Title: Guardians of the Galaxy, Vol. 2
Describe This Movie In One Simpsons Quote:
Bart: "Hey, that's just Pong. Get with the times, man."
Homer: "Marge and I played that old game before we were married."
Kang: "Well, we did build this spaceship, you know."
Kodos: "Anyone from a species that has mastered intergalactic travel, raise your hand."
Brief Plot Synopsis: Biggest idiots in the galaxy get a chance to guard it again.
Rating Using Random Objects Related to the Film: Three Mary Poppins out of five.
Tagline: "Anyone can save the galaxy once."
Better Tagline: "Tear drops rolling down on my face/ Trying to forget my feelings of love."
Not So Brief Plot Synopsis: With Ronan vanquished and the Infinity Stone safely locked away on Xandar, the Guardians of the Galaxy have become something of an interplanetary A-Team. Unfortunately, they run afoul of their latest employers, the Sovereign, which leads to an encounter with the enigmatic Ego (Kurt Russell), who claims to be the long-lost father of Peter "Star Lord" Quill (Chris Pratt). Quill, Gamora (Zoe Saldana) and Drax (Dave Bautista) travel with Ego to his planet, where things are (of course) not as they seem. Meanwhile, Rocket (Bradley Cooper) and Baby Groot (Vin Diesel) have to fend for themselves when Yondu (Michael Rooker) and his Ravagers come calling. And if that wasn't enough, Thanos's daughter Nebula (Karen Gillan) still has a rage on for her sister Gamora.
"Critical" Analysis: The success of the original Guardians of the Galaxy was far from a sure thing. You had James Gunn, a director “best” known for writing two Scooby-Doo movies, adapting for the big screen a Marvel Comics property you could charitably say was unknown to 90 percent of the population. It would go on to be the third-top grossing movie of 2014, turn the Pratt formerly known as Andy Dwyer into an A-lister, and make a talking tree the most beloved character of the decade.
So how do you top that?
At first, it doesn’t feel like Vol. 2 is even going to try. The stakes, for the first two acts anyway, are about as small as can be for a film set across multiple planets. The Guardians are pursued by the Sovereign to a remote world, where they encounter Ego, the being claiming to be Peter’s father. Undaunted, the Sovereign hire the newly mutinous Ravagers to finish the job. With the stage set for the eventual showdown, the characters are free to move on to the important stuff; namely, family angst.
There’s Quill, of course, who has to reconcile his abandonment issues with New Dad while also coming to terms with the man who actually raised him (Yondu is the most well-developed character of the movie, and Rooker deserves mention for this). But wait: Nebula is still pissed at Gamora for being Thanos’s Little Girl, so that has to be worked out. Meanwhile, Rocket is still coming to grips with his identity. Also, Groot is a baby.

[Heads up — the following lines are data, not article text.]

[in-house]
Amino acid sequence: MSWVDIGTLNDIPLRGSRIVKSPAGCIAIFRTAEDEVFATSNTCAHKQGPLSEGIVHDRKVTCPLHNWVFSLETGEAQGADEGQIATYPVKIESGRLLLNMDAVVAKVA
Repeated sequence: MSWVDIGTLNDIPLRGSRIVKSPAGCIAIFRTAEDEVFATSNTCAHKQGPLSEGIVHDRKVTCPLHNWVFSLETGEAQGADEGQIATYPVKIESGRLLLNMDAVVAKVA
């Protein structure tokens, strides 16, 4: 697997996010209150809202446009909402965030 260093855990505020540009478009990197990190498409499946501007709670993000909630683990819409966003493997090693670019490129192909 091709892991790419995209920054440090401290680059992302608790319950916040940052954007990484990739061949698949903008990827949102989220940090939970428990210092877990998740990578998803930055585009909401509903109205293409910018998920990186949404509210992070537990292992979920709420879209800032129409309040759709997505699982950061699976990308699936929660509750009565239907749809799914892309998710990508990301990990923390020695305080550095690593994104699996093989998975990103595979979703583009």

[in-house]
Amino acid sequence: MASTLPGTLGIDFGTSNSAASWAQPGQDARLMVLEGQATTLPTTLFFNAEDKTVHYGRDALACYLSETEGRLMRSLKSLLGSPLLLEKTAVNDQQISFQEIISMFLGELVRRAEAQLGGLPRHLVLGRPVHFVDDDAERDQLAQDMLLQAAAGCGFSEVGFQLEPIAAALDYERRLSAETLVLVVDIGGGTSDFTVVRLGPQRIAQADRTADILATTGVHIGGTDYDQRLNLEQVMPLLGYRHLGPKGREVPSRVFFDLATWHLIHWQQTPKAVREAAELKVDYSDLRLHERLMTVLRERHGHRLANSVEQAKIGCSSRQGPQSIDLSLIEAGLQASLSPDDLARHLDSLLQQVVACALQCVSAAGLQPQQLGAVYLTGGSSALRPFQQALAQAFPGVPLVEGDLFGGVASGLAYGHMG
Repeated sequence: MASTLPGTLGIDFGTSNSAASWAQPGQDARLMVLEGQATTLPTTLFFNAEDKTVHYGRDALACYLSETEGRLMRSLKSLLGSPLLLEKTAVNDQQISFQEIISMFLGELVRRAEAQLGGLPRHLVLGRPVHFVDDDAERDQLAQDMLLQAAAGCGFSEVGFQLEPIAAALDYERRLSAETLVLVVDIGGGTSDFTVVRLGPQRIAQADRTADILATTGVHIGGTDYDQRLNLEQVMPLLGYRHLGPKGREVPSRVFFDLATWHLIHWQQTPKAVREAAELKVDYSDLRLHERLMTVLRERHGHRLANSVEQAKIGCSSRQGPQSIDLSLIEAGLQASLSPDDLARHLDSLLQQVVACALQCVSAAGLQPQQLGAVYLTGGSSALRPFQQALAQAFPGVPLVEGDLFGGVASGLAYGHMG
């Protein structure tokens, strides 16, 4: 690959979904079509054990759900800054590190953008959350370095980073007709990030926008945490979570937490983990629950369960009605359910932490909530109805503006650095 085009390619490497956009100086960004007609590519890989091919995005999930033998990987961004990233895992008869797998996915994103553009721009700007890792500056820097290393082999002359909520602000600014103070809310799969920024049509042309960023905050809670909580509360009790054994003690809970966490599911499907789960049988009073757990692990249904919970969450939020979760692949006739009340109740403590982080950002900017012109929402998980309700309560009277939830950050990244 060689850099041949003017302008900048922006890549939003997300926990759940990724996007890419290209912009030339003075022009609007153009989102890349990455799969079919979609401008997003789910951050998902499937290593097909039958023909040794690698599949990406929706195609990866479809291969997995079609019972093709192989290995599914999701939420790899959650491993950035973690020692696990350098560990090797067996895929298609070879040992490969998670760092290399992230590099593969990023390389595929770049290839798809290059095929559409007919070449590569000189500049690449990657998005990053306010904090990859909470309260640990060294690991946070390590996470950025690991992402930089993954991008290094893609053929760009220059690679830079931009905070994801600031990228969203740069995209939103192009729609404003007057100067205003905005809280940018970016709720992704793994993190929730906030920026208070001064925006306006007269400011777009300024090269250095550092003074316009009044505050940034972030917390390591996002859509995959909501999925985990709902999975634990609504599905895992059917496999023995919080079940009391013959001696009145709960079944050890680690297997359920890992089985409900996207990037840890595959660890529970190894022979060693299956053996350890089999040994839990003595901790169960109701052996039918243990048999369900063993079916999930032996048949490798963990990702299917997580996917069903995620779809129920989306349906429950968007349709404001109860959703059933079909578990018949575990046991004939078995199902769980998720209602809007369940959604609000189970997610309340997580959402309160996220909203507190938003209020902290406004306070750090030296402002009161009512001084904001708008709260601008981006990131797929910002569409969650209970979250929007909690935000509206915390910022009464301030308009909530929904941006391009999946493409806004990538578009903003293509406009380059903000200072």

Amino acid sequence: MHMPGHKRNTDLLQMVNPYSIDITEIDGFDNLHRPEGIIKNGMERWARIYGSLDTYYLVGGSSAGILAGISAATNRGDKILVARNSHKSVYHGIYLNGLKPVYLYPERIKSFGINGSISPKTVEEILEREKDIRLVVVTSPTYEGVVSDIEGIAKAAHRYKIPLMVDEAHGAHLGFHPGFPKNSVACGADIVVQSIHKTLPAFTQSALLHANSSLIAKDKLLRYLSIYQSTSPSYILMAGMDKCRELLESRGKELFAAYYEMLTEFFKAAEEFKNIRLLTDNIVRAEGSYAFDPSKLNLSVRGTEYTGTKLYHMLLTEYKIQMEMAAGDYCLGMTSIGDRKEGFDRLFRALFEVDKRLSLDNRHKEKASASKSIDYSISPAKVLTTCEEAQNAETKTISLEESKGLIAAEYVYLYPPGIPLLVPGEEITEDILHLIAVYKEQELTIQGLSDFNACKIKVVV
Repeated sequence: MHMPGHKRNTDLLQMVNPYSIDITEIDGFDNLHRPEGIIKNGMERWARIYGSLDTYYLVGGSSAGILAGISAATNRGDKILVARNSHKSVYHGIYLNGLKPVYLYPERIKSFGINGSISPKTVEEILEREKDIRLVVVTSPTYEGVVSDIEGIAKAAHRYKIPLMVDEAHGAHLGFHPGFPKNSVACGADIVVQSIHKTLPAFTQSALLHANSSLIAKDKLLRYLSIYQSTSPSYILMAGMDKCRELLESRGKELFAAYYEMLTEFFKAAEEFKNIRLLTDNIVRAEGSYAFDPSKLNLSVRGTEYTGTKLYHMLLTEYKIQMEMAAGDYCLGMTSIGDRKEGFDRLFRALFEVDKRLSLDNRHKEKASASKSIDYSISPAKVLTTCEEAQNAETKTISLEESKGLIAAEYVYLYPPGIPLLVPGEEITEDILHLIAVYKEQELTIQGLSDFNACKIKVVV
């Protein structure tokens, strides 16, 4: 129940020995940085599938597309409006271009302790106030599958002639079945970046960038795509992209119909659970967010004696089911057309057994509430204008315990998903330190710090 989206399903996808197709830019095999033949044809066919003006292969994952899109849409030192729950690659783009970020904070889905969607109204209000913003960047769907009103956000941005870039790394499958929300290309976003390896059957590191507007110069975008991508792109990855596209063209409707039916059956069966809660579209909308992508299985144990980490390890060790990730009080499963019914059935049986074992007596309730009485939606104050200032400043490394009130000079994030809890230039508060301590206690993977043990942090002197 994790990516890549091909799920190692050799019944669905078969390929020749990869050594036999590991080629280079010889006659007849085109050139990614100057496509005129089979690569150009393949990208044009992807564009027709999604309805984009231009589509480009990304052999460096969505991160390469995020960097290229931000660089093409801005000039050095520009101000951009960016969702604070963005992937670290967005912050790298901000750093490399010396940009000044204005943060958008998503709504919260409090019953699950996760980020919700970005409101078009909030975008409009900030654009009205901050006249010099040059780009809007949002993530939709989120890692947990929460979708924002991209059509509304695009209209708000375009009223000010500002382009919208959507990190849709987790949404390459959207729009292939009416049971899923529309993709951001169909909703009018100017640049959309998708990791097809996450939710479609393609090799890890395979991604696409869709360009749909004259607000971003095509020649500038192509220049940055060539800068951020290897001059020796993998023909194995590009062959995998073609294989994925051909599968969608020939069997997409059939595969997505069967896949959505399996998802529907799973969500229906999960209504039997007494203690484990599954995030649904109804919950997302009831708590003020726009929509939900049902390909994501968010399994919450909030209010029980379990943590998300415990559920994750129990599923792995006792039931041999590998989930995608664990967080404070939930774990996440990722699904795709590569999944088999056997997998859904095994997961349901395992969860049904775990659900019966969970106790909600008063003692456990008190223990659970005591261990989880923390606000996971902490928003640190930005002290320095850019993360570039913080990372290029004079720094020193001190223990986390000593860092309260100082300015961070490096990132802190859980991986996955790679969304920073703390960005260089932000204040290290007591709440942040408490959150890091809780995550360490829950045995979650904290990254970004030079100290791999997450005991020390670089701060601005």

[Groot’s toddler status isn’t as obnoxious as early promotional material — or the excruciating opening credits sequence — would indicate, but it definitely pushes that envelope.]
It’s a tricky thing, because so much of what made the original GotG work was the relationships between these characters, and Gunn (still the only MCU director besides Joss Whedon who is the sole screenwriter of his own movies) wisely continues to emphasize this. It's therefore not out of line with the '70s aesthetic to suggest maybe Quill’s mom snuck an EST tape into his Walkman. But all the talking about their feelings (man) starts to drag after a while.
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Gunn also leverages the period thing (and how depressing to be referring to the 1970s as such) to the hilt. Ego’s planet looks like something out of an early issue of Heavy Metal, while Fleetwood Mac and ELO songs are now part of the Guardians’ tactical prep. The Sovereign’s drone ships even make “pew pew” noises straight out of early arcade games. As in the original, it helps ground an audience immersed in the weirdness of the Guardians’ universe.
When it works – when Drax is being gleefully insensitive (and one of the best decisions was giving Bautista more to do), when Gamora grapples with Earth references, anytime Rooker is onscreen – Vol. 2 is a fun diversion, and as such it mostly succeeds, even though it's not much more than a placeholder for whatever happens in the next one. Because as far as advancing the overall MCU story arc (and wasn’t that the point of having three phases of these movies?), nothing much really happens. There's no link to the upcoming "Infinity War," and Thanos himself is only mentioned in passing. There is more Howard the Duck, which is never a bad thing.
You know what is a bad thing? Putting Kurt Russell and Sylvester Stallone in the same movie without their ever sharing a scene. How are we supposed to get that Tango & Cash sequel now?
Are There Really Five Post-Credits Scenes? Well, *mid* and post-credits, yes. None are particularly illuminating, though the credits themselves are kind of fun.